“Fail and repeat” was also AID’s motto in Iraq. After the 2003 invasion, AID and the Pentagon paired up to spend $60 billion to rebuild Iraq. As long as projects looked vaguely impressive at ribbon-cutting ceremonies, AID declared victory. Congressman Jason Chaffetz (R-Utah), listed some of the agency’s farcical Iraq success claims at a 2011 hearing: “262,482 individuals reportedly benefited from medical supplies that were purchased to treat only 100 victims of a specific attack; 22 individuals attended a five-day mental-health course, yet 1.5 million were reported as beneficiaries; … and 280,000 were reported as benefitting from $14,246 spent to rehabilitate a morgue.” Ali Ghalib Baban, Iraq’s minister of planning, denied in 2009 that U.S. aid for relief and reconstruction had benefitted his country: “Maybe they spent it, but Iraq doesn’t feel it.” An analysis by the Center for Public Integrity noted that, according to top Iraqi officials, the biggest impact of U.S. aid was “more corruption and widespread money-laundering.”
After driving around the world, investment guru Jim Rogers declared, “Most foreign aid winds up with outside consultants, the local military, corrupt bureaucrats, the new NGO [nongovernmental organizations] administrators, and Mercedes dealers.” Mercedes-Benz automobiles became so popular among African government officials that a new Swahili word was coined: wabenzi — “men of the Mercedes-Benz.” After the Obama administration promised massive aid to Ukraine in 2014, Hunter Biden, the vice president’s son, jumped on the gravy train — as did legions of well-connected Washingtonians and other hustlers around the nation. Similar largesse ensures that there will never be a shortage of overpaid people and hired think tanks ready to write op-eds or letters to the editor of the Washington Post whooping up the moral greatness of foreign aid or some such hokum.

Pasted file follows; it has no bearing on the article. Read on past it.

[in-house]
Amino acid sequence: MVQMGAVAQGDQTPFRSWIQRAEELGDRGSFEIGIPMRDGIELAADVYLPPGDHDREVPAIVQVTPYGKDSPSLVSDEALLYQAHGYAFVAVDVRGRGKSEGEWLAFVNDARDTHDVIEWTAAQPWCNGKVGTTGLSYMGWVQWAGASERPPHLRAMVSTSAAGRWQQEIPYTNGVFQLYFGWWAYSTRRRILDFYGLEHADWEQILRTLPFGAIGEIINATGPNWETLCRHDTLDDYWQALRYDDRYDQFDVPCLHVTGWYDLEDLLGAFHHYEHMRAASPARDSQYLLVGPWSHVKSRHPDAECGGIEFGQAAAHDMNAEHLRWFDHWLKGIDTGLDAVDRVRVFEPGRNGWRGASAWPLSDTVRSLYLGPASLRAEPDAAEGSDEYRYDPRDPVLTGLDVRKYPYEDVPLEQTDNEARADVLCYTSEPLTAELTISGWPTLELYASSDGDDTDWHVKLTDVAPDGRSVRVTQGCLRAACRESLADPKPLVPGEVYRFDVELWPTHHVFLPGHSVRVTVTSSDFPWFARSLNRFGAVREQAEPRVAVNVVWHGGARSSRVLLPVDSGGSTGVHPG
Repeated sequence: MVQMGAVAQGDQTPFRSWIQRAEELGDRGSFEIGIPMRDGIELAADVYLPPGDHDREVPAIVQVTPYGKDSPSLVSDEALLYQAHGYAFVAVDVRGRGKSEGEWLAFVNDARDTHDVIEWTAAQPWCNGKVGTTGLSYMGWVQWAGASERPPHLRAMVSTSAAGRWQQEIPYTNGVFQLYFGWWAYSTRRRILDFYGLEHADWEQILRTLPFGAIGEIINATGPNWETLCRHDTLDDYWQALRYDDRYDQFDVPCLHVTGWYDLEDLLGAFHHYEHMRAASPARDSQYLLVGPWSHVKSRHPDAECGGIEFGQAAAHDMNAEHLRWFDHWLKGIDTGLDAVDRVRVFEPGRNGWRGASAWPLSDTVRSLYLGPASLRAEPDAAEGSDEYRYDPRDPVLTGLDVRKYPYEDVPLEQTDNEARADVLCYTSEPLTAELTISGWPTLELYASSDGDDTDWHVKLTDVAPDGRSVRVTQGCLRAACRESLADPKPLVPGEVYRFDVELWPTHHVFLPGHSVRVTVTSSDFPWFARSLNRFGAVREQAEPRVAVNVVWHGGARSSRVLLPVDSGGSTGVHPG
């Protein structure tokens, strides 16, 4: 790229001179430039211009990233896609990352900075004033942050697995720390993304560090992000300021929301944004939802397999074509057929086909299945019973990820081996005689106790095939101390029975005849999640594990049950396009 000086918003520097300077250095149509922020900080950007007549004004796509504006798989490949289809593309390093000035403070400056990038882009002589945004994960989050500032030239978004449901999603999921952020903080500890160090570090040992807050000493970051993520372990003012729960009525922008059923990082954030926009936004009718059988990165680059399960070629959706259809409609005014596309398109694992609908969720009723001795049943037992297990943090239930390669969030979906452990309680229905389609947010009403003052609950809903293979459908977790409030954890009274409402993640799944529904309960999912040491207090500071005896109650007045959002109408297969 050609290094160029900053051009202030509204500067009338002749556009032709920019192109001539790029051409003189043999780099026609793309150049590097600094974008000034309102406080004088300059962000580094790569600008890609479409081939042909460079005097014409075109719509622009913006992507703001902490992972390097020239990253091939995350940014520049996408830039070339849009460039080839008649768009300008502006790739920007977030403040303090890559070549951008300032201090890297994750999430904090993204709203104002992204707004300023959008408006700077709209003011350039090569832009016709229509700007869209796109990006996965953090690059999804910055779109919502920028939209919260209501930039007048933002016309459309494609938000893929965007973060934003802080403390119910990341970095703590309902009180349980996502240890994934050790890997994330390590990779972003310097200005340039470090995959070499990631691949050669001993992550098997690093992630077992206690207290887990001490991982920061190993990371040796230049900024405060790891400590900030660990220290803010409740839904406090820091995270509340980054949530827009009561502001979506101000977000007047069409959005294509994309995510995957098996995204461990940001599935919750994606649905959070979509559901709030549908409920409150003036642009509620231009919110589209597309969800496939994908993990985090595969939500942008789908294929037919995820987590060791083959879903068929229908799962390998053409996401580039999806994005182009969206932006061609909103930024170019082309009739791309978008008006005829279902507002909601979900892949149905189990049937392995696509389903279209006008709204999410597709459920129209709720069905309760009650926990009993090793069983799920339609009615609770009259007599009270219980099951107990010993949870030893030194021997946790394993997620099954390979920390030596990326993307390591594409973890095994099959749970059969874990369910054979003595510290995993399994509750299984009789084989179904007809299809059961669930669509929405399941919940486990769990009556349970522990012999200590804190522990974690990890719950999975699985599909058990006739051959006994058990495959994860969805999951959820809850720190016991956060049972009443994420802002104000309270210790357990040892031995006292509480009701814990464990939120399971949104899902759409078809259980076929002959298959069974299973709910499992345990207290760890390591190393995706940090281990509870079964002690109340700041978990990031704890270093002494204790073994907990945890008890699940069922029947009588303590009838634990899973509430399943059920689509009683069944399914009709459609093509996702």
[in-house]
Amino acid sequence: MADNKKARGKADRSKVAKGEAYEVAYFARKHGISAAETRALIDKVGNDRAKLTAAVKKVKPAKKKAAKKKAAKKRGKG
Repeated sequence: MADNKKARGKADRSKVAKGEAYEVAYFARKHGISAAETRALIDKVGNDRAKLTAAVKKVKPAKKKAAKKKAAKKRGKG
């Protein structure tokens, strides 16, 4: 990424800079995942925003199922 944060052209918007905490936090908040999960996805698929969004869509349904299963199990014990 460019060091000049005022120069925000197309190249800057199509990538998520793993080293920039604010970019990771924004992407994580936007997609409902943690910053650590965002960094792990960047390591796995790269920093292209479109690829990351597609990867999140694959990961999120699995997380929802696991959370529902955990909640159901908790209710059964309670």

Bribing foreign politicians to encourage honest government makes as much sense as distributing free condoms to encourage abstinence. Rather than encouraging good governance practices, foreign aid is more likely to produce kleptocracies. As a Brookings Institution analysis observed, “The history of U.S. assistance is littered with tales of corrupt foreign officials using aid to line their own pockets, support military buildups, and pursue vanity projects.” Both U.S. politicians and U.S. bureaucrats are prone to want to continue the aid gravy train regardless of how foreign regimes waste the money or use it to repress their own citizens.
U.S. government leaders are far more concerned with buying influence than with safeguarding purity. Foreign aid is often little more than a bribe for a foreign regime to behave in ways that please the U.S. government. One large bribe naturally spawns hundreds or thousands of smaller bribes, and thereby corrupts an entire country. The impeachment of Trump was driven by the specific favor that Democrats claimed he had requested from the Ukrainian president, not from seeking favors per se.
When it comes to the failure of U.S. aid to Ukraine, almost all of Trump’s congressional critics are like the “dog that didn’t bark” in the Sherlock Holmes story. The real outrage is that Trump and prior presidents, with Congress cheering all the way, delivered so many U.S. tax dollars to Kiev that any reasonable person knew would be wasted.
Foreign aid will continue to be toxic as long as politicians continue to be politicians. There is no bureaucratic cure for the perverse incentives created by flooding foreign nations with U.S. tax dollars. If Washington truly wants to curtail foreign corruption, ending U.S. government handouts aid is the best first step. Counting on foreign aid to reduce corruption is like expecting whiskey to cure alcoholism.
This article was originally published in the April 2020 edition of Future of Freedom.